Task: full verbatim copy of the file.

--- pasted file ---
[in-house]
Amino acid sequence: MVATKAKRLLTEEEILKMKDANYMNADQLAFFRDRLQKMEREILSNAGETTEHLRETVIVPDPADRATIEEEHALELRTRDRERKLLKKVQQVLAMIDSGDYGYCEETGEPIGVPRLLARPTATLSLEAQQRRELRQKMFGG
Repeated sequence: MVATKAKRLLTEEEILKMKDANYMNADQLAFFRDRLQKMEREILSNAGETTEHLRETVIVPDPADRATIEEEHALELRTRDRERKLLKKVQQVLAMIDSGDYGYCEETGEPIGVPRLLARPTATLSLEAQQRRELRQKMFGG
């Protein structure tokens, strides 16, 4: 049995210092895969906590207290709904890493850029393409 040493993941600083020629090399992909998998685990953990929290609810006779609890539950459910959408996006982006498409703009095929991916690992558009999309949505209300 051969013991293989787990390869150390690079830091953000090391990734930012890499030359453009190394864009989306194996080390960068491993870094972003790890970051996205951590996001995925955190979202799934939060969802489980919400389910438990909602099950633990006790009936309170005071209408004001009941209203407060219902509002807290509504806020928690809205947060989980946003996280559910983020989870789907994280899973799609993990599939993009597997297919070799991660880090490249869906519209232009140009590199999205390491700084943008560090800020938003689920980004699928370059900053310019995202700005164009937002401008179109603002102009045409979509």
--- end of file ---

[in-house]
Amino acid sequence: MVATKAKRLLTEEEILKMKDANYMNADQLAFFRDRLQKMEREILSNAGETTEHLRETVIVPDPADRATIEEEHALELRTRDRERKLLKKVQQVLAMIDSGDYGYCEETGEPIGVPRLLARPTATLSLEAQQRRELRQKMFGG
Repeated sequence: MVATKAKRLLTEEEILKMKDANYMNADQLAFFRDRLQKMEREILSNAGETTEHLRETVIVPDPADRATIEEEHALELRTRDRERKLLKKVQQVLAMIDSGDYGYCEETGEPIGVPRLLARPTATLSLEAQQRRELRQKMFGG
């Protein structure tokens, strides 16, 4: 049995210092895969906590207290709904890493850029393409 040493993941600083020629090399992909998998685990953990929290609810006779609890539950459910959408996006982006498409703009095929991916690992558009999309949505209300 051969013991293989787990390869150390690079830091953000090391990734930012890499030359453009190394864009989306194996080390960068491993870094972003790890970051996205951590996001995925955190979202799934939060969802489980919400389910438990909602099950633990006790009936309170005071209408004001009941209203407060219902509002807290509504806020928690809205947060989980946003996280559910983020989870789907994280899973799609993990599939993009597997297919070799991660880090490249869906519209232009140009590199999205390491700084943008560090800020938003689920980004699928370059900053310019995202700005164009937002401008179109603002102009045409979509």